Another brick in the wall

Selecting the right tools to beat network blind spots when it comes to SSL Traffic Inspection.

Tags: A10 Networks Inc (www.a10networks.com )United Arab Emirates
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Another brick in the wall Chris Gale, EMEA Partner Director at A10 Networks.
By  Chris Gale Published  November 13, 2016

Encrypted traffic accounts for a large and growing percentage of all network traffic. While the adoption of SSL, and its successor, Transport Layer Security (TLS), should be cause for celebration, as encryption improves confidentiality and message integrity, it also puts organisations at risk. This is because hackers can leverage encryption to conceal their exploits from security devices that do not inspect SSL traffic.

According to a Gartner survey, “less than 20% of organisations with a firewall, an intrusion prevention system (IPS) or a unified threat management (UTM) appliance decrypt inbound or outbound SSL traffic.”  This means that hackers can evade over 80% of companies’ network defenses simply by tunneling attacks in encrypted traffic.

To prevent cyber-attacks, enterprises need to inspect all traffic, and in particular encrypted traffic for advanced threats. To do this, they need a dedicated security platform that can decrypt inbound and outbound SSL traffic. This can be complex though as SSL inspection potentially touches so many different security products, from firewalls and intrusion prevent systems (IPS) to data loss prevention (DLP), forensics, advanced threat prevention and more. To help with the process, here are the main features that all SSL inspection platforms should provide.

Meet Current and Future SSL Performance Demands

Performance is perhaps the most important evaluation criteria for SSL inspection platforms. Organisations must assess their current Internet bandwidth requirements and ensure that their SSL inspection platform can handle future SSL throughput requirements.

While doing so, IT teams must analyse appliance performance with essential security and networking features enabled. This is important as testing SSL decryption speeds without considering the impact of deep packet inspection (DPI), URL classification or other features will not provide a clear picture of real-world performance.

Satisfy Compliance Requirements

Privacy and regulatory concerns have emerged as one of the top hurdles preventing organisations from inspecting SSL traffic. IT security teams must walk a thin line between protecting employees and intellectual property, and violating employees’ privacy rights.

To address regulatory requirements like HIPAA, Federal Information Security Management Act (FISMA), Payment Card Industry Data Security Standard (PCI DSS) and Sarbanes-Oxley (SOX), an SSL inspection platform should be able to bypass sensitive traffic, like traffic to banking and healthcare sites. By bypassing sensitive traffic, IT security teams can rest easy knowing that confidential banking or healthcare records will not be sent to security devices or stored in log management systems.

The SSL inspection solution must be able to categorise web traffic using an automated URL classification service and also support manually-defined URL bypass lists. To drive transparency and employee confidence, IT teams should also be able to display customisable messages to users informing them that encrypted traffic may be monitored for cyber threats and unauthorised activity.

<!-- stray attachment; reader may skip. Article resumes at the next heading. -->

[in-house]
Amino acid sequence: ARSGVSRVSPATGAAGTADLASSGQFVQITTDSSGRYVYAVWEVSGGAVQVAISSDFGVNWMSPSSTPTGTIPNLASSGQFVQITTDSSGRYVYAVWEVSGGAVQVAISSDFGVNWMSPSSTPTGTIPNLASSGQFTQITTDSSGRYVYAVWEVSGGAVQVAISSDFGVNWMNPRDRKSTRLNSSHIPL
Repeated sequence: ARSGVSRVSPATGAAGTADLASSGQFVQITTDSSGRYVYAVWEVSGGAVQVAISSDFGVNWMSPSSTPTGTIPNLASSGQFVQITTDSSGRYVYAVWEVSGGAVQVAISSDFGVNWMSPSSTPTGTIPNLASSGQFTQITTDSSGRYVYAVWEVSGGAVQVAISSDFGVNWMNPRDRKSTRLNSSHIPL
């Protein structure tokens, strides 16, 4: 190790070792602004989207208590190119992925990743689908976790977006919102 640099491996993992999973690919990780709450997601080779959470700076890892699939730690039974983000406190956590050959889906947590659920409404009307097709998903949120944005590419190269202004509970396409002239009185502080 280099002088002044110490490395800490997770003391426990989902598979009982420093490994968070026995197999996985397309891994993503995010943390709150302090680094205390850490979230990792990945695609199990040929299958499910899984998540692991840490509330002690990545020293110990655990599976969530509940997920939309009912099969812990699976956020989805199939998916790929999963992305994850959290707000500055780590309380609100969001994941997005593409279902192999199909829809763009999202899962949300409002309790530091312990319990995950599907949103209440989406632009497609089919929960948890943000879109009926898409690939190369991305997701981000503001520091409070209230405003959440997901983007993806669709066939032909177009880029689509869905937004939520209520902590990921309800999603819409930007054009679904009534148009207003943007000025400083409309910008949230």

Maximise the Uptime and the Overall Capacity of Security Infrastructure

Most firewalls today can granularly control access to applications and detect intrusions and malware. Unfortunately, analysing network traffic for network-borne threats is a resource-intensive task. While firewalls have increased their capacity over time, they often cannot keep up with network demand, especially when multiple security features like IPS, URL filtering and virus inspection are enabled.

Therefore, SSL inspection platforms should not just offload SSL processing from security devices. They should also maximise the uptime and performance of these devices. When evaluating SSL inspection platforms, organisations should look for platforms that can scale security deployments with load balancing; detect and route around failed security devices; provide better value by supporting N+1 redundancy rather than just 1+1 redundancy; and support advanced health monitoring to rapidly identify network or application errors.

Securely Manage SSL Certificates and Keys

Whether providing visibility to outbound or inbound SSL traffic, SSL inspection devices must securely manage SSL certificates and keys. SSL certificates and keys form the basis of trust for encrypted communications. If they are compromised, attackers can use them to impersonate legitimate sites and steal data.

To ensure that certificates are stored and administered securely, organisations should look for SSL inspection platforms that provide device-level controls to protect SSL keys and certificates. The solution should integrate with third-party SSL certificate management solutions to discover, catalog, track and centrally control certificates. It is also necessary for it to support FIPS 140-2 Level 2 and Level 3 certified equipment and Hardware Security Modules (HSMs) that can detect physical tampering and can safeguard cryptographic key.

With SSL accounting for nearly a third of enterprise traffic and with more applications supporting 2048-bit and 4096-bit SSL keys, organisations can no longer avoid the cryptographic elephant in the room. If they wish to prevent devastating data breaches, they must gain insight into SSL traffic. By following the above mentioned guidelines, organisations can make well-informed decisions and avoid the deployment pitfalls that SSL inspection can potentially expose.

Chris Gale, EMEA Partner Director at A10 Networks.

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